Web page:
WalMart moves to stop Yeezy registering trademark on dotted sun logo

WalMart adopted its current logo in 2008, switching a five-pointed star for a yellow asterisk. It has now filed in opposition to Yeezy's trademark filing of a black dotted sun symbol, claiming it is too similar and will confuse customers.

According to the notice of opposition that it filed with the Trademark Trial and Appeal Board on April 21 (as trademark attorney Erik Pelton pointed out) , Walmart claims that "it will be damaged by registration of [Yeezy LLC's] mark," since it has been using a lookalike mark – "a design of six rays symmetrically centered around a circle" – since at least 2007. As a result of its consistent use of the mark, which "can be found prominently featured on the exterior and interior signage of [its] more than 5,000 retail outlets, through the ecommerce platform, which has the second largest e-commerce market share in the U.S., and throughout [its] nationwide television commercials, including commercials aired during the Super Bowl," Walmart claims that its mark "has become well known and famous as a distinctive indicator of the origin of [its] goods and services and a symbol of [its] goodwill" as a company. 

Contrary to the opinions of fashion bloggers who just want to dunk on Kanye, these are not identical graphical elements. Moreover, Walmart's is a standard typographic character in an unremarkable typeface and color, notwithstanding its definition of it as a 'spark'. It's far from the first to register an asterisk—hundreds of live trademarks use one—let alone all the other similar characters or designs its claim implicitly covers.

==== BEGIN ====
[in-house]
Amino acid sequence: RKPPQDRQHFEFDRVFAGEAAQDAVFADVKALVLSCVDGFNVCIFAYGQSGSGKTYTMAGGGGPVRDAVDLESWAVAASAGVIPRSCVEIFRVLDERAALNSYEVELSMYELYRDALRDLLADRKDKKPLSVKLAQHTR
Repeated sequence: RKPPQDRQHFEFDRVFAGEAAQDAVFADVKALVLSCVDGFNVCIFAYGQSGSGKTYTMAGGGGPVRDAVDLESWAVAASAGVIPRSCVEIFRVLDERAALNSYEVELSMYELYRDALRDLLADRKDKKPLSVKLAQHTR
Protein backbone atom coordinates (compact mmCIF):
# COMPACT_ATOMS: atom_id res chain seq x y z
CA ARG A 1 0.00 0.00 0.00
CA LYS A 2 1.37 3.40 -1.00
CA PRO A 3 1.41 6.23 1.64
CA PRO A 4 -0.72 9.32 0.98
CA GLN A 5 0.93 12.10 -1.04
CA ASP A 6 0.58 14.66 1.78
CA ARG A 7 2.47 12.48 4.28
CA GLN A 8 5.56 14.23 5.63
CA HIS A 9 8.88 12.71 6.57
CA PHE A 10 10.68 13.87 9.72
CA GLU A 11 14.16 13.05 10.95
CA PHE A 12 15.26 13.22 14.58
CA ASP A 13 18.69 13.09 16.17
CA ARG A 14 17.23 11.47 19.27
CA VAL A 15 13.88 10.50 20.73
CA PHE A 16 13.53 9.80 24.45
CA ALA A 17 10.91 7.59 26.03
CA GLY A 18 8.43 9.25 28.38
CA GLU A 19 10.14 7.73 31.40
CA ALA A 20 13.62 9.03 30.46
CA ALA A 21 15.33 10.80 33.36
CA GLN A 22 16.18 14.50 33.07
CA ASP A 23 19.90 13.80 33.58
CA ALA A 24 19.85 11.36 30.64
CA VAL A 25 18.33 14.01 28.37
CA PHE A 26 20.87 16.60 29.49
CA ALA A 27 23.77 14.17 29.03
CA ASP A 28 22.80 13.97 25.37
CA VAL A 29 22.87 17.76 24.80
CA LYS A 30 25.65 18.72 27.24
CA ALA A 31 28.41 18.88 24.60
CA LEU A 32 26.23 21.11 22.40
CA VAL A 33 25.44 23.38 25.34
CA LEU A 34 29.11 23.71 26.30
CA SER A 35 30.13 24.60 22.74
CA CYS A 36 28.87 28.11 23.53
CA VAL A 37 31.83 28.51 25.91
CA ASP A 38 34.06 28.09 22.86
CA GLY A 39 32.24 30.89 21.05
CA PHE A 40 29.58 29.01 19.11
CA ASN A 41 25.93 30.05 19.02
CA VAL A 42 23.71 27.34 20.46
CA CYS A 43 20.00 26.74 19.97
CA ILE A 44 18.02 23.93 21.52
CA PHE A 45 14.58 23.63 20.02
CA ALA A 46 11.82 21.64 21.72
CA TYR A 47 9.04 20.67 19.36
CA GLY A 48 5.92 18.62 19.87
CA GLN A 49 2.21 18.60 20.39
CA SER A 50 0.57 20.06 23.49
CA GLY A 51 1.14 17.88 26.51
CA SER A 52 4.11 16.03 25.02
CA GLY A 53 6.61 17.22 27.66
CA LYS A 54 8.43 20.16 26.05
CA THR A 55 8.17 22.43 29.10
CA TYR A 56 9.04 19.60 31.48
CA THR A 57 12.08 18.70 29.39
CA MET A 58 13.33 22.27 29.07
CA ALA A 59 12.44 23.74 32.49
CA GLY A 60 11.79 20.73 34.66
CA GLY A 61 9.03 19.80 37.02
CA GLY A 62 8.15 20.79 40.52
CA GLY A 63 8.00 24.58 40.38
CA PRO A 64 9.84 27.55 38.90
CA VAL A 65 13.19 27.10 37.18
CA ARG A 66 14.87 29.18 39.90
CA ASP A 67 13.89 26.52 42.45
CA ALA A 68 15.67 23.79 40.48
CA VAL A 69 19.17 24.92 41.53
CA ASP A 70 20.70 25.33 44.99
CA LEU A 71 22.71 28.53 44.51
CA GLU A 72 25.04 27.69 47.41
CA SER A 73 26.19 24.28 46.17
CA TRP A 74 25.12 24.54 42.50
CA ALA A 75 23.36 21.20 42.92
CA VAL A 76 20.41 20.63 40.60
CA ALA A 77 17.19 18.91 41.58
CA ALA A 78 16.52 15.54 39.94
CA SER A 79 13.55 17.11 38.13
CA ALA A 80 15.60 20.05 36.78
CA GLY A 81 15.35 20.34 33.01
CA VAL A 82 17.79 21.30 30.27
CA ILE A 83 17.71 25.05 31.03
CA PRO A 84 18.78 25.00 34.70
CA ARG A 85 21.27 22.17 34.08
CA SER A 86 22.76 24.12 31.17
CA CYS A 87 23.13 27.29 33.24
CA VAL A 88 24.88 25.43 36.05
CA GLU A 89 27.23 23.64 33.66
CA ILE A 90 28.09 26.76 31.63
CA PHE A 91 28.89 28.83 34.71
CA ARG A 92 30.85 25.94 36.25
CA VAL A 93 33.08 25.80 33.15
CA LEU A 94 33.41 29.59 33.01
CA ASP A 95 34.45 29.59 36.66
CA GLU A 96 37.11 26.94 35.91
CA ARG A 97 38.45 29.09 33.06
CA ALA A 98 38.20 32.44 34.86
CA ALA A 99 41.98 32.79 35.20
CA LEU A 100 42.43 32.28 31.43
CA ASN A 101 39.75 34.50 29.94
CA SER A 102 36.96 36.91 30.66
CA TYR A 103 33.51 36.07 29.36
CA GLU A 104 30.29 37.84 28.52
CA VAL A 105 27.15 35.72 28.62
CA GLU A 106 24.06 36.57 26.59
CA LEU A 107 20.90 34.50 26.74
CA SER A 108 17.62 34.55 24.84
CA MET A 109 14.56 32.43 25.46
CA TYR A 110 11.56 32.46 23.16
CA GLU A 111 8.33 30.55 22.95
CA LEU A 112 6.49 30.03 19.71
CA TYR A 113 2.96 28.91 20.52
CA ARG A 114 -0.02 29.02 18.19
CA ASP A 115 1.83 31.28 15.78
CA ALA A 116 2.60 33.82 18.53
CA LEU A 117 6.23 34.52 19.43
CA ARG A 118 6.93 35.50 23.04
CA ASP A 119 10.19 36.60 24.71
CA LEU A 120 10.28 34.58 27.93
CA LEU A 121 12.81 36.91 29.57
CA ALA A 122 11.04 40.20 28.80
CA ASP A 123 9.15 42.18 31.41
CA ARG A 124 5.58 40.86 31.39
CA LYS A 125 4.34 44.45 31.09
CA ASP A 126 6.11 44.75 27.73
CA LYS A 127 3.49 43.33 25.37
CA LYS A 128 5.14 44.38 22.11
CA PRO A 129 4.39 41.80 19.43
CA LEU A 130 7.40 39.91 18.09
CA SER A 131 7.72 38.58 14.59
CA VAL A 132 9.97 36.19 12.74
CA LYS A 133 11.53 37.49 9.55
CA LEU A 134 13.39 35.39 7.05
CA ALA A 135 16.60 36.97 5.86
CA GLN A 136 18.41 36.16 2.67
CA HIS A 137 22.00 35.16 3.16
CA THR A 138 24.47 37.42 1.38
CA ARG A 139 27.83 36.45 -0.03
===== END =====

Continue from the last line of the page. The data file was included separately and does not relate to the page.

Walmart's sheer financial muscle will be hard to resist, but its contemporary logo exposes a trap in the modern trend toward bland sans-serif logotype with extremely simplified graphical elements. From the outset the Walmart 'spark' was generic and indistinct, and this insecure legal action screams the mistake from the hills.

That said, Walmart's taste for the generic has a long history. The company spent vastly to appropriate the Smiley as a key branding element, doing endless legal battle with all the other entities doing likewise in the late 20th century. Walmart ultimately lost that trademark after suing over a parody: a judge voided the registration because it was, obviously, just a Smiley.